It would be a useful poison pill that would look reasonable but basically let you can it for free if say, Tesla stock fell more then expected.

    I may be dumb, but wouldn't the user base being more human than expected, be of benefit?

    Don't understand why this would be written in as a sticking point. "You know what should be a deal breaker for us? If we find out too many accounts are NOT automated."

    Read again: he's claiming the deal is on hold because they might be more then 5% of users.

    Which they almost certainly are: Twitter hasn't cracked down on bots for a while because of the obvious issue that they would show a negative active user growth.

    No one knows the contract, but since Twitter has generally represented this number to the market, presumably there's enough of a clause in there that their financial report did not honestly reflect the business - which, by choosing to activate it, means Musk can probably back out without paying the $1 billion fee, and due to the current crash, buy it cheaper if he still wants it.

    Not to mention that if Twitter gets shown to be bot-town in public to the market, the price is likely to crash even further.

    In the meantime, a bunch of TSLA stock has now been made liquid presumably.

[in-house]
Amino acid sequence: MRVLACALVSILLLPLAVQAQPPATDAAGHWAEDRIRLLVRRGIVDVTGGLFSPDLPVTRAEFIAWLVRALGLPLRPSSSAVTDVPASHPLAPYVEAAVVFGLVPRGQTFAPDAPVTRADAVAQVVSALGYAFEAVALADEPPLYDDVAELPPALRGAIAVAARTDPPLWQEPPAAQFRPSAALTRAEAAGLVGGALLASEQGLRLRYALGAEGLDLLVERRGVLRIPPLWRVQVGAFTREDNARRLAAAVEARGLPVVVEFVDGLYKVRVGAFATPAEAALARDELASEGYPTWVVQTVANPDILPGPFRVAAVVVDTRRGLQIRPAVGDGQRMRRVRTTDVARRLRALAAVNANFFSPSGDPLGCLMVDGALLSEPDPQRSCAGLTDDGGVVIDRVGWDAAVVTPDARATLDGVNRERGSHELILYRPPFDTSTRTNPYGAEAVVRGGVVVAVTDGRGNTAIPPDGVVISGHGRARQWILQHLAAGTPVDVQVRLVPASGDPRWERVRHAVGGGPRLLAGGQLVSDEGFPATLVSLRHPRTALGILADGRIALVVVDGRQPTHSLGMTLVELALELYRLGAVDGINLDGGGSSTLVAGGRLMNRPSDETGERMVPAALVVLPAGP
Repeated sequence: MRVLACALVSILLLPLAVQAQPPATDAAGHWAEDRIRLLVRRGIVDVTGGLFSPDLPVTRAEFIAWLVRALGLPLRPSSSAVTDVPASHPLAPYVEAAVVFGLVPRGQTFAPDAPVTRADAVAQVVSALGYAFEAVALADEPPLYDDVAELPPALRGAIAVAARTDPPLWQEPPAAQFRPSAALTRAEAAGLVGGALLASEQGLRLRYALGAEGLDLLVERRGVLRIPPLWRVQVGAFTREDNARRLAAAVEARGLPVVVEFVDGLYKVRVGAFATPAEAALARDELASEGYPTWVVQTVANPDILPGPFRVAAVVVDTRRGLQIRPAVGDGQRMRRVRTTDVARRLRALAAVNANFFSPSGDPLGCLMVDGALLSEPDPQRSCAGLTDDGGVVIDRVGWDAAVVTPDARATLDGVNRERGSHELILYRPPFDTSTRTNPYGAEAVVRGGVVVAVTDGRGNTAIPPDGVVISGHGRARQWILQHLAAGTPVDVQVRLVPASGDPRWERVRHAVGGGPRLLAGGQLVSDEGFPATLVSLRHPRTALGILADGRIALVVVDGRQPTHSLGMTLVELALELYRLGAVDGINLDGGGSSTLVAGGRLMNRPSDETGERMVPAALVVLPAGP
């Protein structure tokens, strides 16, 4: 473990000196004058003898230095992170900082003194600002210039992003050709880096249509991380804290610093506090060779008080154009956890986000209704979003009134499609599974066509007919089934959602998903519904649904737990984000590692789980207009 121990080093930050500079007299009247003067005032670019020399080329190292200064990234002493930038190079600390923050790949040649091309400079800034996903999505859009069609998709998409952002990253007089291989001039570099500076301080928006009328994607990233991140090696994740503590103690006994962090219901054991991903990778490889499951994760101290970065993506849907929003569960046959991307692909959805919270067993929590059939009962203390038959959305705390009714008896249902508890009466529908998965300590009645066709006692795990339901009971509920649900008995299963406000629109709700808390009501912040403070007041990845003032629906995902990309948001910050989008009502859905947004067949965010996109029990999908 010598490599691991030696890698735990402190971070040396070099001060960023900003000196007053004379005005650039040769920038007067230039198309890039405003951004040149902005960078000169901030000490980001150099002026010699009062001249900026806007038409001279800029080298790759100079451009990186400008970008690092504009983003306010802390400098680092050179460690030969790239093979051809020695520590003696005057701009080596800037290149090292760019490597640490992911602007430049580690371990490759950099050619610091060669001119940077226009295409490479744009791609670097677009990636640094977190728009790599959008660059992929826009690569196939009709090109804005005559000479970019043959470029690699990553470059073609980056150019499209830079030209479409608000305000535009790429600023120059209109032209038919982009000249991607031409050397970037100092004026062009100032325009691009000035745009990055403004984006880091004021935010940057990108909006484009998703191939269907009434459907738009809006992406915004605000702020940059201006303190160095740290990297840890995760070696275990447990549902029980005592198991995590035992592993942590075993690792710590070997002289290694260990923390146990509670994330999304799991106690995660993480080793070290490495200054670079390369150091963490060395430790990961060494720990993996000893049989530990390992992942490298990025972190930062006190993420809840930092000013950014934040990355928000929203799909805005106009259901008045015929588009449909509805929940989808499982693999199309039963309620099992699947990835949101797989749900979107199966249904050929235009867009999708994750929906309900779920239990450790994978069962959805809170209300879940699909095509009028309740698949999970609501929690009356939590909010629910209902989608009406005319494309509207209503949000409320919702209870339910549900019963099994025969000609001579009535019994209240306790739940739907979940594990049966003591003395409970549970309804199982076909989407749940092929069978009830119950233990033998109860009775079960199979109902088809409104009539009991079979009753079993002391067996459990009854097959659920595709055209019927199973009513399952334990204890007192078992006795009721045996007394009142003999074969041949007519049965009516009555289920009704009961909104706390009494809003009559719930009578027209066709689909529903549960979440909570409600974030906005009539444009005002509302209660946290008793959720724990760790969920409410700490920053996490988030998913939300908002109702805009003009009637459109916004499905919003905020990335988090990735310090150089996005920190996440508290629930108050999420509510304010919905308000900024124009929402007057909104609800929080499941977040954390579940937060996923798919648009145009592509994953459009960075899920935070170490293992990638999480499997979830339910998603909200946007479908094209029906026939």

It might not even be Musk behind this. Whoever else is involved in financing this deal is probably, rightly, demanding proof of the value of the asset being purchased. And that means actual non-bot user count.

    Due Diligence is not a phrase I would generally associate with Musk, but he's also not a complete idiot and was around when web companies were being valued based on BS like 'eyeball's, so who knows. Doesn't really matter, and the really interesting thing will be if the deal falls through because of this.

    Shut up, Mr. Burton! You were not brought upon this world to get it!
    TryCatcher
  • cloudeaglecloudeagle Registered User regular
    daveNYC wrote: »
    shryke wrote: »
    MorganV wrote: »
    Tweeter is Elon Musk.

    This is interesting - I wonder if the purchase contract invalidates the deal if this can't be proven?

    It would be a useful poison pill that would look reasonable but basically let you can it for free if say, Tesla stock fell more then expected.

    I may be dumb, but wouldn't the user base being more human than expected, be of benefit?

    Don't understand why this would be written in as a sticking point. "You know what should be a deal breaker for us? If we find out too many accounts are NOT automated."

    Read again: he's claiming the deal is on hold because they might be more then 5% of users.

    Which they almost certainly are: Twitter hasn't cracked down on bots for a while because of the obvious issue that they would show a negative active user growth.

    No one knows the contract, but since Twitter has generally represented this number to the market, presumably there's enough of a clause in there that their financial report did not honestly reflect the business - which, by choosing to activate it, means Musk can probably back out without paying the $1 billion fee, and due to the current crash, buy it cheaper if he still wants it.

    Not to mention that if Twitter gets shown to be bot-town in public to the market, the price is likely to crash even further.